Several Utah Chapters of Trout Unlimited are partnering with 64 Utah elementary and high schools, as well as with the Utah Division of Wildlife Resources (DWR), to provide guidance, technical assistance and instruction to Utah students about raising trout from eggs. This is a hands-on, in-classroom learning experience where students raise trout from fertilized eggs and release them into DWR-approved streams, community ponds or lakes.

Beginning in December, teachers set up 55-gallon cold water aquariums in their respective classrooms. Then, in early January, the DWR provides about 100- 200 fertilized trout eggs to each classroom. The eggs are delivered to the classrooms by TU volunteers who also assist the teachers with setting up the equipment, troubleshooting any mechanical issues and providing the students with basic information about fish husbandry, environmental biology, entomology and fish habitat. Students are active participants in the project as they help teachers maintain suitable water quality and temperature, feed the fish, watch them grow and assist with releasing the fish when they grow to about 2-3 inches in size.

During the 2022-23 school year, over 10,000 fish eggs were delivered to Utah classrooms, and in the same year, the program impacted over 4,200 students.

Most classrooms have a success rate of about 60 – 100 surviving fish, which is fantastic. As you might expect, this kind of success does not come without a lot of hard work at keeping the tanks clean and the water at the correct temperature and chemical balance. Proper feeding also is a necessity. TU volunteers play an important role in this process. All of this effort is well worth it. In most schools, the fish are a topic of interest and pride for the entire school. Students from other classes, as well as other teachers, occasionally “check in” on the fish to see how they were doing. This creates a general sense of common purpose and community in the school, as well as building team spirit and comradery. The teachers report amazing levels of interest and responsiveness from the students. Not only did the students learn important lessons in biology and fish husbandry, but they developed a love and excitement for fishing. These students are the future of TU and of conservation efforts to preserve the resource that we all enjoy. Going forward, the program’s biggest challenge is obtaining funding to acquire the necessary equipment to add more classrooms. Presently, teacher demand exceeds supply. Each aquarium setup costs approximately $1,500, and some schools cannot afford this expense, although it is a one-time purchase that can last for many years if the equipment is properly maintained. Efforts are underway to find individual and corporate sponsors for the program. As the program continues to be successful, the ultimate goal is to use the classrooms as mini-hatcheries to help increase the stock of available fish in Utah waterways.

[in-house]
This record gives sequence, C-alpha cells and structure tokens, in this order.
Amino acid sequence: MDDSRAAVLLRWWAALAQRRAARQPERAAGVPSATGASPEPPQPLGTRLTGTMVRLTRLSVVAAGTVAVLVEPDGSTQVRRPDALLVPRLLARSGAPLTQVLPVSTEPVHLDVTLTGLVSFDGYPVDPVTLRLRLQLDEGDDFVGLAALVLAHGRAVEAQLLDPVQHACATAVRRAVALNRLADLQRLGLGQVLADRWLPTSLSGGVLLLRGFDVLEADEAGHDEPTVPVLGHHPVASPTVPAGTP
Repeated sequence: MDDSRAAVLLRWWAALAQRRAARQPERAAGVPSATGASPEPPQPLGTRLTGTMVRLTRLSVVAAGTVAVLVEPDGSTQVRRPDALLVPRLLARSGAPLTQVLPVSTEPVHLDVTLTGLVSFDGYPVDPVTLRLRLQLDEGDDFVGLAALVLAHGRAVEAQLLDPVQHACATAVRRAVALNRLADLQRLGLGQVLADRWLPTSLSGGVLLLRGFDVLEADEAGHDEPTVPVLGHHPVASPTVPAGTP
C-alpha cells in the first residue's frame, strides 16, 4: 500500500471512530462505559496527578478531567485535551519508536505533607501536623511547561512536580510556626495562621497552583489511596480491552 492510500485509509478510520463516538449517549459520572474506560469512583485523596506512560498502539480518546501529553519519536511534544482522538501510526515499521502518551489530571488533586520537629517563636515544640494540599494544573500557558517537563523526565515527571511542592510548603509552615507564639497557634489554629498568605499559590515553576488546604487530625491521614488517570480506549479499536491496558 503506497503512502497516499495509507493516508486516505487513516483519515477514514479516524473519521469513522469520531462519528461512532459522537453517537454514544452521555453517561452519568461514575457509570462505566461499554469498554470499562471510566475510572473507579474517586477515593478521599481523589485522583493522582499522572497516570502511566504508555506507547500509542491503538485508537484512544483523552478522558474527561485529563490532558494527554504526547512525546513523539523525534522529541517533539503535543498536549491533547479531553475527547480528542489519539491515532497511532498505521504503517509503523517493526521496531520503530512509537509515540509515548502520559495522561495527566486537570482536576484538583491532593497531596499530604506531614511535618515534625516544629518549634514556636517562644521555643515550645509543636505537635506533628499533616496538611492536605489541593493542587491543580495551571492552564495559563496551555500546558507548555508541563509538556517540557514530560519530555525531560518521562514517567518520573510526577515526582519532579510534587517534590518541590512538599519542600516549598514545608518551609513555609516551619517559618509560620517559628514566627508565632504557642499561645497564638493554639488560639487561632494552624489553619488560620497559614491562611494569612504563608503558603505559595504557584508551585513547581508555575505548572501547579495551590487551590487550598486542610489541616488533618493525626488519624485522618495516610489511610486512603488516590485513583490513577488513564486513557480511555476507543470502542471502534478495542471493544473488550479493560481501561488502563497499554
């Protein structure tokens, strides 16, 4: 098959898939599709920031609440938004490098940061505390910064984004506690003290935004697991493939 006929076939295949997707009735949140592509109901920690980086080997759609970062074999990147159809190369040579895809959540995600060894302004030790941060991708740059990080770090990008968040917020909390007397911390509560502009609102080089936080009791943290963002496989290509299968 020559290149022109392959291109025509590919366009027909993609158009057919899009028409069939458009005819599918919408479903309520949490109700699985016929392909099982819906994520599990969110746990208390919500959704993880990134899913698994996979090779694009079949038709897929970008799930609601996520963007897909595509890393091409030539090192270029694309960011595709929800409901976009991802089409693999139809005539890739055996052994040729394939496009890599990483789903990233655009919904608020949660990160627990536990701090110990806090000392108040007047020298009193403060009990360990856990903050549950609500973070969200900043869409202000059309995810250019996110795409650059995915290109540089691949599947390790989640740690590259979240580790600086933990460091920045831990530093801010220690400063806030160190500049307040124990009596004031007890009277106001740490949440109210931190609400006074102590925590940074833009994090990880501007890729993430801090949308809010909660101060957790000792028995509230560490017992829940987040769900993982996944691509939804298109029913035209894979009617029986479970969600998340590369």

Here is a list of how many TIC projects each TU chapter helps manage (2022 – 2023 school year):

  • Alpine Anglers – 8
  • Cache Anglers – 14
  • High Country Fly Fishers – 6
  • High Desert – 15
  • Stonefly Society – 27
  • Weber Basin Anglers – 8

For more information on any of these activities, you can contact